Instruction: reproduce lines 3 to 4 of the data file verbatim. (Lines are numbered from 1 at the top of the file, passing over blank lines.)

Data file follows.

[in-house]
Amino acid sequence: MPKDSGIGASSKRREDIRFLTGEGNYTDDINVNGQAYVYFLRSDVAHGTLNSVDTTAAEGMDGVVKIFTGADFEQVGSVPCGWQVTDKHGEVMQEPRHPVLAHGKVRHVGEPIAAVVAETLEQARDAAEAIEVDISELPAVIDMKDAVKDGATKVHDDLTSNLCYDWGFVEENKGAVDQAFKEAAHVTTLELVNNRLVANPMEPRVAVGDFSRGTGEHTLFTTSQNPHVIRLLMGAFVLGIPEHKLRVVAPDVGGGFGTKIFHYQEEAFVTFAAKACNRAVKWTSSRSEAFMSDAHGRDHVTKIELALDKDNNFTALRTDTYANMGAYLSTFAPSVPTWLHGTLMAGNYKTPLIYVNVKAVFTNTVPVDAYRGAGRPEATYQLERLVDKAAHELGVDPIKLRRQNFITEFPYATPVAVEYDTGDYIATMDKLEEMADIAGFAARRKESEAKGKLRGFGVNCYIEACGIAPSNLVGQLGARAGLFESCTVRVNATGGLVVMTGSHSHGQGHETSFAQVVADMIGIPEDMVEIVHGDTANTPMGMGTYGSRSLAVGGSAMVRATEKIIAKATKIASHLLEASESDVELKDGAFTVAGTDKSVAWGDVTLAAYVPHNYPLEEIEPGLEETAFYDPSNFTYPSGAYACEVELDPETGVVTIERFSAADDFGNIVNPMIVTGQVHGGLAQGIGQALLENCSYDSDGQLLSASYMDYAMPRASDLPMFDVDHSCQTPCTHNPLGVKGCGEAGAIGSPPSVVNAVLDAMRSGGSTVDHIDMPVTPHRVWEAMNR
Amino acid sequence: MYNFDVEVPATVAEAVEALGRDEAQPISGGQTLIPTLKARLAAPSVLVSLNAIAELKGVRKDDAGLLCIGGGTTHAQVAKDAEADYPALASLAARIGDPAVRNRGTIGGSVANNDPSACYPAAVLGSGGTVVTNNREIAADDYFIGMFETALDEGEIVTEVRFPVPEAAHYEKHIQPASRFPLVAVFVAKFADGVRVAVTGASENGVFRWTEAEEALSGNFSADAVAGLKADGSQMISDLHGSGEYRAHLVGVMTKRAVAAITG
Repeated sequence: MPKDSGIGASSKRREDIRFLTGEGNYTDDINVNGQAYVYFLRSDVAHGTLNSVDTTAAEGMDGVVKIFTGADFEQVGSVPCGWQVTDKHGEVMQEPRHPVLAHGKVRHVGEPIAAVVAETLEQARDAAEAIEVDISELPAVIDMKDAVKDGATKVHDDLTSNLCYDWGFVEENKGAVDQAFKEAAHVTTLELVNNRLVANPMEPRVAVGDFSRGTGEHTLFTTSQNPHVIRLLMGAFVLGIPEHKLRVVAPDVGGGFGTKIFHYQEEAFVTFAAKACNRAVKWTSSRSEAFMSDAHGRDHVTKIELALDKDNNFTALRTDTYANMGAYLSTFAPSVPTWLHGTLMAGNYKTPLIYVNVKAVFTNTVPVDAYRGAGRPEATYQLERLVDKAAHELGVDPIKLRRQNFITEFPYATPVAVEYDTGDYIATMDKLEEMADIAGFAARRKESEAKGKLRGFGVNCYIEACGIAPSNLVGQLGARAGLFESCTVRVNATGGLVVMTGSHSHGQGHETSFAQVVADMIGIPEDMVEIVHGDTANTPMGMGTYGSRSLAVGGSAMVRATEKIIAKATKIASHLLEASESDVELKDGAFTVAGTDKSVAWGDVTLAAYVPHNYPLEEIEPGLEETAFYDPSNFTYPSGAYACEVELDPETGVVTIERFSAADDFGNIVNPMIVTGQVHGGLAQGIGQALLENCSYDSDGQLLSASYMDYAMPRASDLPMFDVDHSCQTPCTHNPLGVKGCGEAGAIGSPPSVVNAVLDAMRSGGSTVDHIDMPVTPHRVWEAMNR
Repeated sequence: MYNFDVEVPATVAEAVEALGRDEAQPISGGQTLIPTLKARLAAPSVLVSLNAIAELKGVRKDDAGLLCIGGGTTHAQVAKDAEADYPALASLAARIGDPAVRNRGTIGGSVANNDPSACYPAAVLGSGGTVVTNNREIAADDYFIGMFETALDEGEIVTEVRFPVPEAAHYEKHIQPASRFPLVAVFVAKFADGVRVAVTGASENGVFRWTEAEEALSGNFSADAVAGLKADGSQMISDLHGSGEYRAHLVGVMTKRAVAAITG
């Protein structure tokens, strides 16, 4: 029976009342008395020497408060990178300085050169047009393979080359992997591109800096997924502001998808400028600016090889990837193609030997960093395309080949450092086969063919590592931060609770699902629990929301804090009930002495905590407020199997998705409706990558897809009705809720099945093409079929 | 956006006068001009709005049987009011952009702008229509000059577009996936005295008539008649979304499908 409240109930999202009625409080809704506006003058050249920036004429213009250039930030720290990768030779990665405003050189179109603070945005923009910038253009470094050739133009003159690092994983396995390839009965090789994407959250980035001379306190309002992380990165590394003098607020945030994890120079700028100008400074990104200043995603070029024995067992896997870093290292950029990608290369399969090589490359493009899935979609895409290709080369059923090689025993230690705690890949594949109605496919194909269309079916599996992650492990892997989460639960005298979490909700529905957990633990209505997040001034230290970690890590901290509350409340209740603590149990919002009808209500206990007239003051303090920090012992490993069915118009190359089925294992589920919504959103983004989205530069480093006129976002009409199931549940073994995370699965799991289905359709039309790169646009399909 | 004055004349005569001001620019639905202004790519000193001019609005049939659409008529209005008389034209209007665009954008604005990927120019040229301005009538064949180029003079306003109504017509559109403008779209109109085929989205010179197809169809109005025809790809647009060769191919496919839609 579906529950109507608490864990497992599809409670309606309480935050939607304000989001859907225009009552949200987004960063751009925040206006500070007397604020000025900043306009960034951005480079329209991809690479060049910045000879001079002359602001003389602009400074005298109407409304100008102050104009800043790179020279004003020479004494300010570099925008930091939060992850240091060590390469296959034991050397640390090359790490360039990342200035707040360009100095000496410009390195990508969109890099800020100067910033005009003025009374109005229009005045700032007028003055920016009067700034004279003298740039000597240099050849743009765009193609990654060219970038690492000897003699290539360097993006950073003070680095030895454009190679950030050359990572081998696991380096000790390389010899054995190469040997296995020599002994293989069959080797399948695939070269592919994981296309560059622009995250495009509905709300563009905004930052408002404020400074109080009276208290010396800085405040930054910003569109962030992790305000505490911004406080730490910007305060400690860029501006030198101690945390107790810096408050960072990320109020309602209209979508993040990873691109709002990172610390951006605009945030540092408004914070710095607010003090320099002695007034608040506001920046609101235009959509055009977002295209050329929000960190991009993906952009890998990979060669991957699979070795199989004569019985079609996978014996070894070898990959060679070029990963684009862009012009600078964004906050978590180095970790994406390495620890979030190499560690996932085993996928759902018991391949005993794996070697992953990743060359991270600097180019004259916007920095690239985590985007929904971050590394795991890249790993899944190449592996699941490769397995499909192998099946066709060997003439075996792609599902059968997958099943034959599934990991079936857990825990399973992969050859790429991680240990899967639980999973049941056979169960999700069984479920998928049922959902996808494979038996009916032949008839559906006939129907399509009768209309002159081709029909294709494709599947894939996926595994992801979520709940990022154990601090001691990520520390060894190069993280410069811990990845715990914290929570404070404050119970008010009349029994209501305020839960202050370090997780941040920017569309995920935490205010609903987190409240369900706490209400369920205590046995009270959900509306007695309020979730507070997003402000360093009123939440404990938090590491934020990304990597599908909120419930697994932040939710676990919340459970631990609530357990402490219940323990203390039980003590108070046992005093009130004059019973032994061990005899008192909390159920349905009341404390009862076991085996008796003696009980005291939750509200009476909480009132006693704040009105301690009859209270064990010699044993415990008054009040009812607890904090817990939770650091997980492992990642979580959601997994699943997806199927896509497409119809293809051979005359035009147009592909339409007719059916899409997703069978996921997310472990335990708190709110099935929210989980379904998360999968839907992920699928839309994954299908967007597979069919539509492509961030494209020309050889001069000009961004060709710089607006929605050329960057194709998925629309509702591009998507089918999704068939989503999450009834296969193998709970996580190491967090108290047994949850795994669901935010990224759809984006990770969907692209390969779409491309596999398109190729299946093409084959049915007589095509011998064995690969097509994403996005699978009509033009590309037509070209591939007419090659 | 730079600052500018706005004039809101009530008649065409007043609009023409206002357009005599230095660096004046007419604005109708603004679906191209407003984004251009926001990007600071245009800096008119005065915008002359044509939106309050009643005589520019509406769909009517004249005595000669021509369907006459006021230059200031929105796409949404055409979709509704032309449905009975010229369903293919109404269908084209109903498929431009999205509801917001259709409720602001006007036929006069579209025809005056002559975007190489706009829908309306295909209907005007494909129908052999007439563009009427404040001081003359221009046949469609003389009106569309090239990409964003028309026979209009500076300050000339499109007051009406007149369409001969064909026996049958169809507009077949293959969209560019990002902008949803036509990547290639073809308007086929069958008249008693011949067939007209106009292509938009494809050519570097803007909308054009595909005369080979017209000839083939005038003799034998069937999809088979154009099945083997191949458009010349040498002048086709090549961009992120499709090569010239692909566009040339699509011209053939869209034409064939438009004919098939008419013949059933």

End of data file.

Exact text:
Amino acid sequence: MYNFDVEVPATVAEAVEALGRDEAQPISGGQTLIPTLKARLAAPSVLVSLNAIAELKGVRKDDAGLLCIGGGTTHAQVAKDAEADYPALASLAARIGDPAVRNRGTIGGSVANNDPSACYPAAVLGSGGTVVTNNREIAADDYFIGMFETALDEGEIVTEVRFPVPEAAHYEKHIQPASRFPLVAVFVAKFADGVRVAVTGASENGVFRWTEAEEALSGNFSADAVAGLKADGSQMISDLHGSGEYRAHLVGVMTKRAVAAITG
Repeated sequence: MPKDSGIGASSKRREDIRFLTGEGNYTDDINVNGQAYVYFLRSDVAHGTLNSVDTTAAEGMDGVVKIFTGADFEQVGSVPCGWQVTDKHGEVMQEPRHPVLAHGKVRHVGEPIAAVVAETLEQARDAAEAIEVDISELPAVIDMKDAVKDGATKVHDDLTSNLCYDWGFVEENKGAVDQAFKEAAHVTTLELVNNRLVANPMEPRVAVGDFSRGTGEHTLFTTSQNPHVIRLLMGAFVLGIPEHKLRVVAPDVGGGFGTKIFHYQEEAFVTFAAKACNRAVKWTSSRSEAFMSDAHGRDHVTKIELALDKDNNFTALRTDTYANMGAYLSTFAPSVPTWLHGTLMAGNYKTPLIYVNVKAVFTNTVPVDAYRGAGRPEATYQLERLVDKAAHELGVDPIKLRRQNFITEFPYATPVAVEYDTGDYIATMDKLEEMADIAGFAARRKESEAKGKLRGFGVNCYIEACGIAPSNLVGQLGARAGLFESCTVRVNATGGLVVMTGSHSHGQGHETSFAQVVADMIGIPEDMVEIVHGDTANTPMGMGTYGSRSLAVGGSAMVRATEKIIAKATKIASHLLEASESDVELKDGAFTVAGTDKSVAWGDVTLAAYVPHNYPLEEIEPGLEETAFYDPSNFTYPSGAYACEVELDPETGVVTIERFSAADDFGNIVNPMIVTGQVHGGLAQGIGQALLENCSYDSDGQLLSASYMDYAMPRASDLPMFDVDHSCQTPCTHNPLGVKGCGEAGAIGSPPSVVNAVLDAMRSGGSTVDHIDMPVTPHRVWEAMNR